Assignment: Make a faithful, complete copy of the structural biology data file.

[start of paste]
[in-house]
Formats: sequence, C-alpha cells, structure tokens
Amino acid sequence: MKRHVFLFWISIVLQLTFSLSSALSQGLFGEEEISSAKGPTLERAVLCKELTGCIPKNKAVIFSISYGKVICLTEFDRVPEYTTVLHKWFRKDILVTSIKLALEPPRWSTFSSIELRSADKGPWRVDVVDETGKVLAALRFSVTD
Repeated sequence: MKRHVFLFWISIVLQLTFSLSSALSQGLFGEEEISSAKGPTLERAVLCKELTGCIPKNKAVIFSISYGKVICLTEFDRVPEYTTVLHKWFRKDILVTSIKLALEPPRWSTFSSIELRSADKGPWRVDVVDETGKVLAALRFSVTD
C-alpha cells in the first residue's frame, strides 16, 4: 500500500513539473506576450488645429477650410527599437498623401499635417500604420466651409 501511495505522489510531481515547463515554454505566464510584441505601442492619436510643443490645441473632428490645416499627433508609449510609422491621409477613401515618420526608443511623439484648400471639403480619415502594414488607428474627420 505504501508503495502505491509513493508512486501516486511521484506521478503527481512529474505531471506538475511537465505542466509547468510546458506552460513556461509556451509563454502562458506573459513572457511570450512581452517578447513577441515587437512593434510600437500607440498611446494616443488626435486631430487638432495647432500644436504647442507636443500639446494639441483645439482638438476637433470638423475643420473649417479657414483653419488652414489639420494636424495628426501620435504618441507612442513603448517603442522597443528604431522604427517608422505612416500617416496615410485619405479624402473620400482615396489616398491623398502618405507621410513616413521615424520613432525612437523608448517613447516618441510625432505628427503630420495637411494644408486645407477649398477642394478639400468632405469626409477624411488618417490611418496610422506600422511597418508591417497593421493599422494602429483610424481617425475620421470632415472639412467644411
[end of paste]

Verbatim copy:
[in-house]
Formats: sequence, C-alpha cells, structure tokens
Amino acid sequence: MKRHVFLFWISIVLQLTFSLSSALSQGLFGEEEISSAKGPTLERAVLCKELTGCIPKNKAVIFSISYGKVICLTEFDRVPEYTTVLHKWFRKDILVTSIKLALEPPRWSTFSSIELRSADKGPWRVDVVDETGKVLAALRFSVTD
Repeated sequence: MKRHVFLFWISIVLQLTFSLSSALSQGLFGEEEISSAKGPTLERAVLCKELTGCIPKNKAVIFSISYGKVICLTEFDRVPEYTTVLHKWFRKDILVTSIKLALEPPRWSTFSSIELRSADKGPWRVDVVDETGKVLAALRFSVTD
C-alpha cells in the first residue's frame, strides 16, 4: 500500500513539473506576450488645429477650410527599437498623401499635417500604420466651409 501511495505522489510531481515547463515554454505566464510584441505601442492619436510643443490645441473632428490645416499627433508609449510609422491621409477613401515618420526608443511623439484648400471639403480619415502594414488607428474627420 505504501508503495502505491509513493508512486501516486511521484506521478503527481512529474505531471506538475511537465505542466509547468510546458506552460513556461509556451509563454502562458506573459513572457511570450512581452517578447513577441515587437512593434510600437500607440498611446494616443488626435486631430487638432495647432500644436504647442507636443500639446494639441483645439482638438476637433470638423475643420473649417479657414483653419488652414489639420494636424495628426501620435504618441507612442513603448517603442522597443528604431522604427517608422505612416500617416496615410485619405479624402473620400482615396489616398491623398502618405507621410513616413521615424520613432525612437523608448517613447516618441510625432505628427503630420495637411494644408486645407477649398477642394478639400468632405469626409477624411488618417490611418496610422506600422511597418508591417497593421493599422494602429483610424481617425475620421470632415472639412467644411